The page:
Camassia is a genus six species, which belongs to the family Agavaceae. They are tall plants; growing up to 3 feet, with a multi-flowered stem that rise above the main plant during the summer. The species is native to western North America, from British Columbia to northern California, and also east to Utah, Wyoming and Montana. There are many common names given to them, Camas, Quamash, Indian hyacinth, Wild hyacinth are some of them. Camassias can tolerate extremely wet conditions, at the same time they can also dry out completely after flowering. Camassias highly valued for it historical importance. It has been the main source of food for the Pacific Northwest Native Americans and for also settlers in the parts for American Old West. Owing to this many areas of the Northwest America are named after Camassia, including Camas, Washington, the Camas Prairie in the northern Idaho and also the Camas Country of southern Idaho. They are perennial plants growing a lot in moist meadows. The flowers consist of six petals and they vary in color from pale lilac or white to purple. At times they color whole meadows, where they are.


Cultivation : Camassia prefers to grow well, both in full sun or light shades. They grow well in well-drained soils that are more humid. The bulb flowers mostly naturalizes well in gardens. The paces where they grow are light shaded forests, rocky outcrops and also in meadows. They are found in sides of stream and rivers also. Though they naturalizes well, there is a problem that, the leaves die slowly in summer, ultimately makes the mow difficult. It is preferable to grow them in an area, where the leaves can be let to die naturally and fall. The bulbs must be planted for about 4 inches deep and about 6 inches apart. Planting them is good to be done in the early autumn. Care must be taken, to see to that the soil is not waterlogged in winter, since rich humid moist soil retains its moisture. In cold areas the soil can be mulched, in order to protect the bulbs in late autumn. During the summer, they must be watered freely. Thus growing Camassia needs some care to be taken, though they are easy to grow.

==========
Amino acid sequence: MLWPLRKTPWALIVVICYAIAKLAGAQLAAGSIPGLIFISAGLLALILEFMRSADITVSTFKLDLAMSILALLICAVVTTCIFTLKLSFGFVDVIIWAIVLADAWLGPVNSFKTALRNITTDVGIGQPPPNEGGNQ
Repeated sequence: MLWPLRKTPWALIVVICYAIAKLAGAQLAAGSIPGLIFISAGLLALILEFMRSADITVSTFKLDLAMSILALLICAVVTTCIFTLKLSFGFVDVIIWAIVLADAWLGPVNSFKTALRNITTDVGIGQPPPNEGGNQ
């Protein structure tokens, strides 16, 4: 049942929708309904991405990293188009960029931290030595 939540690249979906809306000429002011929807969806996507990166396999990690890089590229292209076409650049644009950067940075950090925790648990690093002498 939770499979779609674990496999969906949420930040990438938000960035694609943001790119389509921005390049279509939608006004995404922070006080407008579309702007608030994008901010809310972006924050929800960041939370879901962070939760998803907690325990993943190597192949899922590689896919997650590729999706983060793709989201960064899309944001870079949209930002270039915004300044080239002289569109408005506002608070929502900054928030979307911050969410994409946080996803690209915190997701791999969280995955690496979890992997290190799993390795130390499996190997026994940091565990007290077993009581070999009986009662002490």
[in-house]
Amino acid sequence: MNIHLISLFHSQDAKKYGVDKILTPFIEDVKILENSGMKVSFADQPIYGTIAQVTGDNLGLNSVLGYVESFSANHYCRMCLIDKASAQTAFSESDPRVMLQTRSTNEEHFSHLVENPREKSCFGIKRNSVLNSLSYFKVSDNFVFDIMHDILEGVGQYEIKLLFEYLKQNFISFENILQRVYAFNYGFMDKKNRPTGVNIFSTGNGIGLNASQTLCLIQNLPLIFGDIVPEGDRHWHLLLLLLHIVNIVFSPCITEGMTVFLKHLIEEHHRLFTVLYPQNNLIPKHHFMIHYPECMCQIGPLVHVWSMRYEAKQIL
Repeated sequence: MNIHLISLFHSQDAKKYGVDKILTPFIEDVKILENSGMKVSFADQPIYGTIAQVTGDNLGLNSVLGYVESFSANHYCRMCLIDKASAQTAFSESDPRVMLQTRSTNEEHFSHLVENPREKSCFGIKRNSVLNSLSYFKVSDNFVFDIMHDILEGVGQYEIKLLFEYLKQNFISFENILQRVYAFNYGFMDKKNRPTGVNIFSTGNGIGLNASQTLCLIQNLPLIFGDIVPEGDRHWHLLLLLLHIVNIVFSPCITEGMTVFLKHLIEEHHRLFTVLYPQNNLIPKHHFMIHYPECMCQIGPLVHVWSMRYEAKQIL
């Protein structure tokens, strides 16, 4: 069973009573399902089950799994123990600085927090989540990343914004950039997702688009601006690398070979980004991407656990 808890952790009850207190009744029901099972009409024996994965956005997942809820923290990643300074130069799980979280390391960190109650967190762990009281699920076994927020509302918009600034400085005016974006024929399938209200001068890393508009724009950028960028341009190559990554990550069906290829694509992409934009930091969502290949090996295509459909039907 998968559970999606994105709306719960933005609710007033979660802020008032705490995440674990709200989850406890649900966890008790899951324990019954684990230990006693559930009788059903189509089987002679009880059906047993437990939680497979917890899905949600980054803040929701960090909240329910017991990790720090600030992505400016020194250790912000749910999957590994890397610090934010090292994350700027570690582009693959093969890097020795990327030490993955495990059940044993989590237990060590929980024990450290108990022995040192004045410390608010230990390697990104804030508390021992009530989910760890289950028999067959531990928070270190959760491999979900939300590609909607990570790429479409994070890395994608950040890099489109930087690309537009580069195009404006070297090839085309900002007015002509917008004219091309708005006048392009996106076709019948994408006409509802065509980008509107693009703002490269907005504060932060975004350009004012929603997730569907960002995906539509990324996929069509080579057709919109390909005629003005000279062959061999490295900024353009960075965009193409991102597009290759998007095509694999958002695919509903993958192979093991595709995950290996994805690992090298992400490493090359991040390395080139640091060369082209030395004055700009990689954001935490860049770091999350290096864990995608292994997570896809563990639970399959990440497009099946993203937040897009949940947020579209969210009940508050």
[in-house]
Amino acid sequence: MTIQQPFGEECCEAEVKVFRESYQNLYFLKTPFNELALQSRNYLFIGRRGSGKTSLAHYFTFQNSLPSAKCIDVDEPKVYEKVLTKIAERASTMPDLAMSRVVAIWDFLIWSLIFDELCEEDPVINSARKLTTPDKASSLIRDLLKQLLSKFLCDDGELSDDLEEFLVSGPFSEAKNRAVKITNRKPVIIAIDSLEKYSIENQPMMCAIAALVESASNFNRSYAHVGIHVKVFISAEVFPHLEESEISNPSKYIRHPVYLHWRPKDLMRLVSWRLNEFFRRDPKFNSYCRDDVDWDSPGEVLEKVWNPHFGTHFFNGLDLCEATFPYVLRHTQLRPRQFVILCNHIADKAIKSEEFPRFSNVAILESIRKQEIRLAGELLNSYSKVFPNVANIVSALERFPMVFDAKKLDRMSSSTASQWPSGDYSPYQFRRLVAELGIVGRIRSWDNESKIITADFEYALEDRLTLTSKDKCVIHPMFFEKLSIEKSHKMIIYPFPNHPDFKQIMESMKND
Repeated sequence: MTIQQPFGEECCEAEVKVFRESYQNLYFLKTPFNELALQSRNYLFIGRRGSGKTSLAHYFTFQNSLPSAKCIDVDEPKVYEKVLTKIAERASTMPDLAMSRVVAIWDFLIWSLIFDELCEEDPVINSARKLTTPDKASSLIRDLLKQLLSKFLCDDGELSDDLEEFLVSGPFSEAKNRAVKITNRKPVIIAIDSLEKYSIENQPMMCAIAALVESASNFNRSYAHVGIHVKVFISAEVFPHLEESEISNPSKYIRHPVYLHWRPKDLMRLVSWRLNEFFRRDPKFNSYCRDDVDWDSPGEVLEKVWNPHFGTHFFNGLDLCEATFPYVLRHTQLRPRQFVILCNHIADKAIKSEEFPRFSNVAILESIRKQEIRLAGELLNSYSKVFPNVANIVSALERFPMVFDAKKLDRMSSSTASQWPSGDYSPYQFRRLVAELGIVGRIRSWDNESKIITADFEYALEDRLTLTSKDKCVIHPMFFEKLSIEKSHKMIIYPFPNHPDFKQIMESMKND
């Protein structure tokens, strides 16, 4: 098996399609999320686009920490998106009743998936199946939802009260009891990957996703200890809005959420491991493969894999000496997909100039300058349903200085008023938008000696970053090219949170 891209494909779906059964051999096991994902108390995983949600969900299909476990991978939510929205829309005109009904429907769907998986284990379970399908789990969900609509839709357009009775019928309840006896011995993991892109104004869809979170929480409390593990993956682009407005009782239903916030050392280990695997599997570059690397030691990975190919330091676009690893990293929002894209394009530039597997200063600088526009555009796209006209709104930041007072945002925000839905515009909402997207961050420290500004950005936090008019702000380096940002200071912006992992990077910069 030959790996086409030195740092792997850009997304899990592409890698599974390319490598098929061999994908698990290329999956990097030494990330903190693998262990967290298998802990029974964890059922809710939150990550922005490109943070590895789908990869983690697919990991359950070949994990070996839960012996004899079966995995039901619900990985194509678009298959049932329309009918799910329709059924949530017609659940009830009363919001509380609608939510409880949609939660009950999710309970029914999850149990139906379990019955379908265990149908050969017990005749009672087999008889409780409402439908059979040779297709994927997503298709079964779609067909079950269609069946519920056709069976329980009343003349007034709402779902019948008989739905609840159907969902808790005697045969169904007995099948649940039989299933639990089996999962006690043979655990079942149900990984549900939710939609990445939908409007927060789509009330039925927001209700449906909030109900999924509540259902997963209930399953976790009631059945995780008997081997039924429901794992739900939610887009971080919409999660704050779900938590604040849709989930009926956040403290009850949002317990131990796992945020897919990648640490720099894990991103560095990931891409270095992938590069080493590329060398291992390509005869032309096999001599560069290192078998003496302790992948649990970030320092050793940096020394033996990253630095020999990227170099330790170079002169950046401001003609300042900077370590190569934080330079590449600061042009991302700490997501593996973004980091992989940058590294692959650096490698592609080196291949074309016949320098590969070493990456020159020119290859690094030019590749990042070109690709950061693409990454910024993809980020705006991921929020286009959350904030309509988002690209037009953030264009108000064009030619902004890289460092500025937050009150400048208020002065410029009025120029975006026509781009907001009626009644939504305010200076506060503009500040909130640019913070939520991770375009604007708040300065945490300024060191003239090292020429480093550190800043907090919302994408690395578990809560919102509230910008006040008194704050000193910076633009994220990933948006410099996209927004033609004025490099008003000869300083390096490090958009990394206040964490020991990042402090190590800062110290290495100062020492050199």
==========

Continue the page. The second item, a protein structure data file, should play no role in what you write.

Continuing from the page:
Propagation : Propagation methods for Camassia are so simple. The propagation includes two methods, seeds and the offsets. In the seed method, the seeds are collected in a tray and put in a cold frame. When it is ripe in summer, the collected seeds are sown. The other method is the offsets. In this method, the offsets that have formed round the main bulbs are removed. The removed bulbs are replanted individually, for about four inches deep and six inches apart. This replanting is done during the autumn for better results. Even though both the methods are simple, many prefer the first one, by seeds. When propagated by offsets, the bulbs must be taken for long time, to make good results. Moreover the plants spread their seeds by itself rather than by runners. This makes the plant to grow almost in all places, even in unwanted areas. These are the propagation methods of Camassia.

Varieties : As said earlier, there are six species under the genus Camassia. There are not lots of variety under Camassia at the same time their varieties are unique and special. There are various common names give to their other varieties as follows. Camassia angusta, is known as the Prairie Camas. Camassia cusickii, is known as the Cusick\'s Camas which occurs in eastern Oregon. Camassia howellii, is known as the Howell\'s Camas. Camassia leichtinii, is known as the Large or Great Camas, which occurs in the west of the Cascade Mountains. Camassia quamash, is known as the Indian or small Camas. Camassia scilloides, is known as the Atlantic Camas, which occurs in the eastern of Nothern America. The habitat ranges along the Atlantic states from Maryland to Gorgia and westawards of Texas. Michigan and Wisconsin also includes.

Disease and Cure : The Camassia does not seem to be prone to disease. They are fairly resistant to diseases. Their foliage dies slowly in summer, creating difficulty in mowing. This is one of the characteristics of the plant and may not be misunderstood as a disease. Camassia is also not seemed to be attacked by pests. There are some other plants, whose scent attracts bunnies, which attacks them. Camassia have the ability to avoid bunnies. Thus it may also be used as a repellant for bunnies. Therefore it may be considered that there no problems with Camassia.

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